How granular you should get with your todos is up to you. As long as you break them down to the point where it's clear what your next action should be, you're good.

As time goes on and your list grows, you want to make a habit of evaluating the contents. What tasks have shifted in priority, what tasks should really not be on your list, what tasks are missing.

While it's tempting to just keep adding things to your to-do list, you have to recognize that time is finite and you're simply not going to get to everything - at least not anytime soon. Keeping everything on never-ending list will only serve to make you anxious. This is where you have to be ruthless when it comes to eliminating tasks that you know you're just not going to do.

You have to be realistic with what you're capable of getting done otherwise your todo list goes from being a productivity tool to being a list of nice thoughts. Remember that it's not a list of what you'd like to do but a list of what you're going to do. That means scanning through your list daily and seeing what needs to be removed, added, or moved.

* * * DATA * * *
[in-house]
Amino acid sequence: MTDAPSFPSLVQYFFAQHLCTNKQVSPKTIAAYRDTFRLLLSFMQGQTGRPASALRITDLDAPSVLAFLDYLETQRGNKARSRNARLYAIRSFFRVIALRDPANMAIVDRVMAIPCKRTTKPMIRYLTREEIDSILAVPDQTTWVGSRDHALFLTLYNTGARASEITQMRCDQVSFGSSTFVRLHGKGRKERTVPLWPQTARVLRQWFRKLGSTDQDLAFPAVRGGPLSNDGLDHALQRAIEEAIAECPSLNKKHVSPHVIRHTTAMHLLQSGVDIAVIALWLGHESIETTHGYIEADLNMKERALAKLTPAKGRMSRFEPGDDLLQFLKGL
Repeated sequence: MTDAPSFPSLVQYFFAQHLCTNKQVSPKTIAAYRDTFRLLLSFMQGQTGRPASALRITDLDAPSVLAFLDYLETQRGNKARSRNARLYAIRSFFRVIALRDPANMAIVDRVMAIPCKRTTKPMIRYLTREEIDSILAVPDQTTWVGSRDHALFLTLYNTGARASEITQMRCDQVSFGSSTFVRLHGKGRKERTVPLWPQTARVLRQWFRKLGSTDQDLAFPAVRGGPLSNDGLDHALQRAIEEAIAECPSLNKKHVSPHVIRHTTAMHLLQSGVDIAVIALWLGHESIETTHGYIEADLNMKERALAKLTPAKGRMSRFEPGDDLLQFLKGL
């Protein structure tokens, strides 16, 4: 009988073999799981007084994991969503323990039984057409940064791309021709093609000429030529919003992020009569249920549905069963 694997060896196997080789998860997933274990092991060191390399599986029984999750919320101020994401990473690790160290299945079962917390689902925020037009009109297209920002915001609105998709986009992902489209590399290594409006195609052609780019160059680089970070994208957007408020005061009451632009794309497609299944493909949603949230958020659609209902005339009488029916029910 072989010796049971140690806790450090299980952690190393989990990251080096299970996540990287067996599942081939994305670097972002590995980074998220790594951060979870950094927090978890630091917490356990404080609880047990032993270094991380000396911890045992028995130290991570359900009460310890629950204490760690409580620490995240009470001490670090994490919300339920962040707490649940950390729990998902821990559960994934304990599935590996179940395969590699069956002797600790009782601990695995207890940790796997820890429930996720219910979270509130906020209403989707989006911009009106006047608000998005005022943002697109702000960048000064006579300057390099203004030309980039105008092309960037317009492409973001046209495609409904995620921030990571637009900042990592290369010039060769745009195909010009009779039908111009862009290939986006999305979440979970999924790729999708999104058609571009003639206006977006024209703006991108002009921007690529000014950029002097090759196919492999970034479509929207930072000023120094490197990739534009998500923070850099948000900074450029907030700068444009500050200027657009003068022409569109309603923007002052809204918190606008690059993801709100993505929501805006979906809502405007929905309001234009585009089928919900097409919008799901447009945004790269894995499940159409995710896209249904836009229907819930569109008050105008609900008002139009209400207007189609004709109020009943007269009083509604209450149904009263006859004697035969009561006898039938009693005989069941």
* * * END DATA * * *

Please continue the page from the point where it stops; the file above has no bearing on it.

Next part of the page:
Sometimes the simplest systems are are all we need to stay organized in our day-to-day. By keeping in mind the four simple CORE steps you can upgrade your todo list skills and avoid needing a more complex system. Or if you use to-do lists as part of another system, you'll be better equipped to manage that part of the system - for example the Ivy Lee method .

Far from being just an inbox where tasks pile up, the humble to do list is capable of providing enough structure to be quite useful and lay the foundation for other productivity elements to layer on top of it. Systems like calendars or time management techniques like the pomodoro method or time blocking. So keep the CORE in mind next time you find yourself making a list - it might just be all you need.